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Big Deal Trends

By Donna Mallard | Apr. 2, 2015
News

Law Office Management

Apr. 2, 2015

Big Deal Trends

Health, consumer, and tech industries drive California M&A deals.

Buoyed by cash-rich buyers, low interest rates, and a healthy stock market, mergers and acquisitions last year reached their highest value worldwide since 2007.

A sellers' market like this means fatter deal values and, frequently, more work for California lawyers. Several who specialize in M&A said they see the spate of good fortune continuing in 2015, though some factors could put a damper on things-including an anticipated Federal Reserve interest rate hike and continued low oil prices.

"People's risk tolerance is way up, banks are lending aggressively, and that's helping deals get done," says Will Chuchawat, a partner at Sheppard, Mullin, Richter & Hampton in Los Angeles and chair of the firm's M&A team.

The number of California-based deals that were publicly disclosed rose about 9 percent, from 1,314 in 2013 to 1,436 in 2014. But the value of those deals nearly tripled from $106.6 billion to $300.7 billion, according to S&P Capital IQ data. That total includes a few mega-deals that were announced but didn't close in 2014, such as the $48.5 billion purchase of DirecTV by AT&T and the $66 billion sale of Botox maker Allergan to pharmaceutical company Actavis.

The biggest deals in California involved high-value tech, consumer goods, and biotech companies, and activity in many industries here was dominated by a single deal. But California-based deals rose significantly in most sectors-in terms of both number and total value-and they included many companies with more modest revenue or market capitalization.

"It's middle market as well, absolutely, because the rising tide of valuations lifts all boats," says Sayre E. Stevick, a partner with Fenwick & West in Mountain View.

Sellers' Market

Buyers courted a small group of attractive sellers, pushing up prices in some cases. "There's a bunch of people chasing the really good companies, and that's where the bidding wars happen," says Andrew M. Apfelberg, a partner at Greenberg Glusker Fields Claman & Machtinger in Los Angeles. Gary S. Rabishaw, managing director of Intrepid Investment Bankers in Los Angeles, agrees: "You can tend to negotiate better for your client as the adviser to the seller with more competition."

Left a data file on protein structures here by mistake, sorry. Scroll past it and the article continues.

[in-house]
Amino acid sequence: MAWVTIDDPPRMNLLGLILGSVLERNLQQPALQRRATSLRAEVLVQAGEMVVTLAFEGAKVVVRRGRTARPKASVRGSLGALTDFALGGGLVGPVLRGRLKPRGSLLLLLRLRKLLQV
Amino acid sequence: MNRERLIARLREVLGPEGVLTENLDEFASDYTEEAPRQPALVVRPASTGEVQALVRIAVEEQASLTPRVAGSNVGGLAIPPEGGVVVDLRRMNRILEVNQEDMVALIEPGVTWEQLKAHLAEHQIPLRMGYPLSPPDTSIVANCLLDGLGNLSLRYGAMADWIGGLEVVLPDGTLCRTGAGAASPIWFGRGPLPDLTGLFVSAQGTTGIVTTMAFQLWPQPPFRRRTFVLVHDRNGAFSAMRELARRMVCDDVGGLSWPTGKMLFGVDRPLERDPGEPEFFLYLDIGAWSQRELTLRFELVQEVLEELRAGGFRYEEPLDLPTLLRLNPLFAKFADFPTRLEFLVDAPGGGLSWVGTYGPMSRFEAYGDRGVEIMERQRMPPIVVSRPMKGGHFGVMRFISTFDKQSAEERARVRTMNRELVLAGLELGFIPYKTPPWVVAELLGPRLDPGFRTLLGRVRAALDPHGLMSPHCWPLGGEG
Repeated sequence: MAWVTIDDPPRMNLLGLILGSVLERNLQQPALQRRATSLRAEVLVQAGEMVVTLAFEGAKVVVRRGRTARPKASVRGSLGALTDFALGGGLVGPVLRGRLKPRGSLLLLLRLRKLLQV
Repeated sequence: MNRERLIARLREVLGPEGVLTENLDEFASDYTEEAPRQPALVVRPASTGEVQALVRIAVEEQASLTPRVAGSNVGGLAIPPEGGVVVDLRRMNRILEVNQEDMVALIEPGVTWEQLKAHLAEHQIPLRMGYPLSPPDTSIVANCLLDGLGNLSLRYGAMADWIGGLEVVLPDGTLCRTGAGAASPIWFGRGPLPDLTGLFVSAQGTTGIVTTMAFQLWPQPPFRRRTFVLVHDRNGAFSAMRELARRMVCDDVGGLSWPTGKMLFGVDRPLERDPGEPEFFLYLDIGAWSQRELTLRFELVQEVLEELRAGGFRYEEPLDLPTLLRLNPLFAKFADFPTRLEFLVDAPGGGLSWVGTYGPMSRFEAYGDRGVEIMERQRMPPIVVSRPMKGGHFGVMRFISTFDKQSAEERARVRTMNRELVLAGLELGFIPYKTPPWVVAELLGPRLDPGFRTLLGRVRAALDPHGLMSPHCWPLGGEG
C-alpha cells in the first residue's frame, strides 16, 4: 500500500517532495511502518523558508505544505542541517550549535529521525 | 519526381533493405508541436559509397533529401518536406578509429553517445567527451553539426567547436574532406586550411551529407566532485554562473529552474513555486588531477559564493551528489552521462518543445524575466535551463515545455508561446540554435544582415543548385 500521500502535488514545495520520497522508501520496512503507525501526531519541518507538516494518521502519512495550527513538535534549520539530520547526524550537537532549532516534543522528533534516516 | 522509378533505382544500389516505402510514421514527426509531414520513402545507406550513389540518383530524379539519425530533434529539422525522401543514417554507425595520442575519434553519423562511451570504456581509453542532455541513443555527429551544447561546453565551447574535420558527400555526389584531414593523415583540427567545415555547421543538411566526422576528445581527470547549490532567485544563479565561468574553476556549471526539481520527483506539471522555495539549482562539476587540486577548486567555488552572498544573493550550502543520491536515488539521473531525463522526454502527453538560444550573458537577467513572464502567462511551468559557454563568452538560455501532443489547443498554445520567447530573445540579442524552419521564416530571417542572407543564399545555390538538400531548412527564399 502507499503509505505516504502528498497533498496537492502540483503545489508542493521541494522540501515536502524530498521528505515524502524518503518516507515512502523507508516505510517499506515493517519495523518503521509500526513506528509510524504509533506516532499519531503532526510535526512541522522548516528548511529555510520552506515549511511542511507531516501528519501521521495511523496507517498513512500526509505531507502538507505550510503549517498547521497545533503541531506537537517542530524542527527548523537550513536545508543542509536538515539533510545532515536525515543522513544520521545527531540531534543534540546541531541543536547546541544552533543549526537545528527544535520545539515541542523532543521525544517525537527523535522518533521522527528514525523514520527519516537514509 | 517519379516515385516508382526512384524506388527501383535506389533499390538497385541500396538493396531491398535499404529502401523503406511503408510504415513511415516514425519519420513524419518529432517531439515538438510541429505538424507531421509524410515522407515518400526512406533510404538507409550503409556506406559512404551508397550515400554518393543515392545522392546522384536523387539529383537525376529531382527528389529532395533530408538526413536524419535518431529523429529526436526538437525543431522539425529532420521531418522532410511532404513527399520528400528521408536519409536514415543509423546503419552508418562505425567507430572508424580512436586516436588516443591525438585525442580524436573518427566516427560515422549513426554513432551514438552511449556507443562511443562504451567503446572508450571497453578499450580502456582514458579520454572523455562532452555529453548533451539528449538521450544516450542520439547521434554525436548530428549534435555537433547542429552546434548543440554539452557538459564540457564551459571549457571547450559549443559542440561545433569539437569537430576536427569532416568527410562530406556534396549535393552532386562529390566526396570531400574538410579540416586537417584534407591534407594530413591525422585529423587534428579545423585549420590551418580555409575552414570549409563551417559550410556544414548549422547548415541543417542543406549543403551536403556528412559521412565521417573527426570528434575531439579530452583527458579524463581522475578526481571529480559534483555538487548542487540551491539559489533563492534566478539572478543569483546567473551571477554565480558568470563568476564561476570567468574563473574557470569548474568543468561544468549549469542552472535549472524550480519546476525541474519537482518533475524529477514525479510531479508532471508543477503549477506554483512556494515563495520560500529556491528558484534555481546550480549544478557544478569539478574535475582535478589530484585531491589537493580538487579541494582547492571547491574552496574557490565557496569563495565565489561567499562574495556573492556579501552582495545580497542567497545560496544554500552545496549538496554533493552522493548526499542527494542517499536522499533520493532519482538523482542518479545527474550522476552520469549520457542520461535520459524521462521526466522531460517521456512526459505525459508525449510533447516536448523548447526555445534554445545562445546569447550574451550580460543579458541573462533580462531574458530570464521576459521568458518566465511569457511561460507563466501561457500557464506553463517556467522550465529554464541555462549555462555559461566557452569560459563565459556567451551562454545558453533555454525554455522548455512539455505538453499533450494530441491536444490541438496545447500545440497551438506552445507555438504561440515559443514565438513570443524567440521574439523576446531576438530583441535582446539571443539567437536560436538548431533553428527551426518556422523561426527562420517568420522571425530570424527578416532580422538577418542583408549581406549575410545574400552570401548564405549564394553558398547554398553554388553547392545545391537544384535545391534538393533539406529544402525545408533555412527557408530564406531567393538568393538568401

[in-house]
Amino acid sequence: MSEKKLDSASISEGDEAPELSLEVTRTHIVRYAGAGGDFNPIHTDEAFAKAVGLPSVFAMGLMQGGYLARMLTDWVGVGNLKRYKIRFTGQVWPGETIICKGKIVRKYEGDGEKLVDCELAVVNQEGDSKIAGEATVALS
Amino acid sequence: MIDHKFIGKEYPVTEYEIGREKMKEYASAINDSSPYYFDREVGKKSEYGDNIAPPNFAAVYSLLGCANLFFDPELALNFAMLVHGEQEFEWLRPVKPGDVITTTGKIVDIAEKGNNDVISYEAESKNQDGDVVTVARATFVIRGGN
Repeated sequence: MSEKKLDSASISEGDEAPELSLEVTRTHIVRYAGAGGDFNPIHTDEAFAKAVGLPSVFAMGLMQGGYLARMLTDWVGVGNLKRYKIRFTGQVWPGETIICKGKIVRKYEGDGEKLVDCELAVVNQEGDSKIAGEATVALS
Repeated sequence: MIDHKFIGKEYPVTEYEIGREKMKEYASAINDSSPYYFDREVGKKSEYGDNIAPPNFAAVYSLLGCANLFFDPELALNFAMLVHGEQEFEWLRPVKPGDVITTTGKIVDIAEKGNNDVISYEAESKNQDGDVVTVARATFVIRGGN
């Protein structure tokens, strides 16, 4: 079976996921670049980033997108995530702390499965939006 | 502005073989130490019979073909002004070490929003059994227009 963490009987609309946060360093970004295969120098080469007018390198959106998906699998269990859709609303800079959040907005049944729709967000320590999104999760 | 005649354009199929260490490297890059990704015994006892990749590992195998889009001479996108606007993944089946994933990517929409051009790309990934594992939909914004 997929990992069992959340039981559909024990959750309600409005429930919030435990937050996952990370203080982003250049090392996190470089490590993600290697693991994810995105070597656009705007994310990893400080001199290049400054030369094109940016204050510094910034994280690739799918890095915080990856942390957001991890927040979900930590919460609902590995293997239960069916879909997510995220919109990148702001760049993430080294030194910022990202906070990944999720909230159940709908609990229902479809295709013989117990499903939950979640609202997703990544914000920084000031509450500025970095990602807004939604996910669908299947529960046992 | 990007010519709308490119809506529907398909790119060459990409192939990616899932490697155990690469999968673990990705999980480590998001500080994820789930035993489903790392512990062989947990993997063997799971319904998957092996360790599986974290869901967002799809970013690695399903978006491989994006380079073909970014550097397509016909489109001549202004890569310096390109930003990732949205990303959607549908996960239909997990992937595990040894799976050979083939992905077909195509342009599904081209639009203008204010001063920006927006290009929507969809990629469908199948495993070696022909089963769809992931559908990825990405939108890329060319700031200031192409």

Stevick helped represent the instant-messaging service WhatsApp in its roughly $20 billion sale to Facebook. In addition to safeguarding the interests of the company's then-450 million users, a central goal was to hold onto its 50 employees, which he said has become a frequent concern. "Talent is very mobile," Stevick says. "Then it becomes necessary to really be creative in how to retain the talent that you're acquiring."

Tad J. Freese, a partner in Menlo Park with Latham & Watkins, which helped advise Allergan, says his firm's roster of health and tech M&A clients remains robust in 2015. "We're seeing no signs of slowdown."

Private Equity, International

Scott Joachim, a partner at Fenwick & West and chair of the firm's private equity practice, says that area is hot. "In Silicon Valley we are experiencing a very sizable uptick in technology private-equity transactions." He attributes this to the availability of investment capital, of course, but also to confidence that the tech industry appears more mature and stable than it was during the 1990s dot-com boom. Nationwide, private equity firms sold investments at new highs in 2014, with 958 deals worth $262.1 billion, compared with 735 deals worth $153.6 billion in 2013, according to Mergermarket.

European companies showed considerable interest in buying U.S. companies last year, resulting in 421 announced deals valued at $259.7 billion, the highest on record, according to Mergermarket. Jonathan K. Layne, a partner at Gibson, Dunn & Crutcher in Los Angeles, says the "cross-border aspect" of so many deals brings "a whole new set of laws and customs and traditions that have to be taken into account."

What to Watch

Rabishaw expects a deal he now has under way to face challenges because it's in the energy sphere. "One of the potential concerns for 2015 is declining oil prices in certain parts of California that have a high population of energy companies," he says.

Then there's the potential interest rate hike; Federal Reserve Chair Janet L. Yellen has said rates could rise this year. But lawyers say that may not have much impact. "We're at such lows right now," says Chuchawat, "that I don't think a small uptick is going to [make] that much of a dent."

West Coast-Based Deals

Who's Advising on the Most Deals? Of the ten law firms that worked on the most M&A deals involving West Coast companies in 2014, nine appear on this magazine's list of firms with the largest presence in California (see "The California 50," September 2014). Totals include some withdrawn bids.

Deal counts and values varied widely. At DLA Piper, the average West Coast deal was worth $48 million. At Weil, Gotshal & Manges, it was worth $2.9 billion, thanks in part to Weil's role advising client DirecTV on its pending sale to AT&T for $67.1 billion, including debt.-E. M.

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Donna Mallard

Daily Journal Staff Writer

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